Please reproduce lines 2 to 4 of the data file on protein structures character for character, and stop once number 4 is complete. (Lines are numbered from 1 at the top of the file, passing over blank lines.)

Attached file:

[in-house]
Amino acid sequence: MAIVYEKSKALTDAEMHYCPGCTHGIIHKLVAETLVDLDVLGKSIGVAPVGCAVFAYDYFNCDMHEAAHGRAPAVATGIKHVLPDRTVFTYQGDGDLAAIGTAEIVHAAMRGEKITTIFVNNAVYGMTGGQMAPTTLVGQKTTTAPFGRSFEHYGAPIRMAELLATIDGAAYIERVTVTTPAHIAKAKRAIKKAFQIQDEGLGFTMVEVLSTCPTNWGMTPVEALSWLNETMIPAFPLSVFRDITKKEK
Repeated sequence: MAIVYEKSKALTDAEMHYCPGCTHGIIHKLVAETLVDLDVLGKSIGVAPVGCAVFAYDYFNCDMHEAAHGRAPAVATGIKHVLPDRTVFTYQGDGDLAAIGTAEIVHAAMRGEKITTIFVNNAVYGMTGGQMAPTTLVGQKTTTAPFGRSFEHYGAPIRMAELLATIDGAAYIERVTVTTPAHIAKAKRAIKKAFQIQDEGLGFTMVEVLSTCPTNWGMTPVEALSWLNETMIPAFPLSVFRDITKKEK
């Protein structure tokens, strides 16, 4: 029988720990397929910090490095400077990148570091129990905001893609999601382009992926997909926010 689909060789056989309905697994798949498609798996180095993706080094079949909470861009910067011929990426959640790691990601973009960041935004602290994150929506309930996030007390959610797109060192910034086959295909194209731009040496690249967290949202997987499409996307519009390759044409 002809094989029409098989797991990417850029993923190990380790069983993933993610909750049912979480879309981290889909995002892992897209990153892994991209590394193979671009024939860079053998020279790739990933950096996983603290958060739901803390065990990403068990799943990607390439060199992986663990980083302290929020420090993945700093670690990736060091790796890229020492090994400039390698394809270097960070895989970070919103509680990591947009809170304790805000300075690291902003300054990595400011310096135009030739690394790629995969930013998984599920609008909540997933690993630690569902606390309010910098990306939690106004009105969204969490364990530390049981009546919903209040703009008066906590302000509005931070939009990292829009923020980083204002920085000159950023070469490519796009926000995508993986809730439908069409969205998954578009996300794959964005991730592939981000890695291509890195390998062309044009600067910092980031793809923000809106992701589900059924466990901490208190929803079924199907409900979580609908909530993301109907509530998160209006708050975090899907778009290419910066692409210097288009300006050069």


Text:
Amino acid sequence: MAIVYEKSKALTDAEMHYCPGCTHGIIHKLVAETLVDLDVLGKSIGVAPVGCAVFAYDYFNCDMHEAAHGRAPAVATGIKHVLPDRTVFTYQGDGDLAAIGTAEIVHAAMRGEKITTIFVNNAVYGMTGGQMAPTTLVGQKTTTAPFGRSFEHYGAPIRMAELLATIDGAAYIERVTVTTPAHIAKAKRAIKKAFQIQDEGLGFTMVEVLSTCPTNWGMTPVEALSWLNETMIPAFPLSVFRDITKKEK
Repeated sequence: MAIVYEKSKALTDAEMHYCPGCTHGIIHKLVAETLVDLDVLGKSIGVAPVGCAVFAYDYFNCDMHEAAHGRAPAVATGIKHVLPDRTVFTYQGDGDLAAIGTAEIVHAAMRGEKITTIFVNNAVYGMTGGQMAPTTLVGQKTTTAPFGRSFEHYGAPIRMAELLATIDGAAYIERVTVTTPAHIAKAKRAIKKAFQIQDEGLGFTMVEVLSTCPTNWGMTPVEALSWLNETMIPAFPLSVFRDITKKEK
């Protein structure tokens, strides 16, 4: 029988720990397929910090490095400077990148570091129990905001893609999601382009992926997909926010 689909060789056989309905697994798949498609798996180095993706080094079949909470861009910067011929990426959640790691990601973009960041935004602290994150929506309930996030007390959610797109060192910034086959295909194209731009040496690249967290949202997987499409996307519009390759044409 002809094989029409098989797991990417850029993923190990380790069983993933993610909750049912979480879309981290889909995002892992897209990153892994991209590394193979671009024939860079053998020279790739990933950096996983603290958060739901803390065990990403068990799943990607390439060199992986663990980083302290929020420090993945700093670690990736060091790796890229020492090994400039390698394809270097960070895989970070919103509680990591947009809170304790805000300075690291902003300054990595400011310096135009030739690394790629995969930013998984599920609008909540997933690993630690569902606390309010910098990306939690106004009105969204969490364990530390049981009546919903209040703009008066906590302000509005931070939009990292829009923020980083204002920085000159950023070469490519796009926000995508993986809730439908069409969205998954578009996300794959964005991730592939981000890695291509890195390998062309044009600067910092980031793809923000809106992701589900059924466990901490208190929803079924199907409900979580609908909530993301109907509530998160209006708050975090899907778009290419910066692409210097288009300006050069």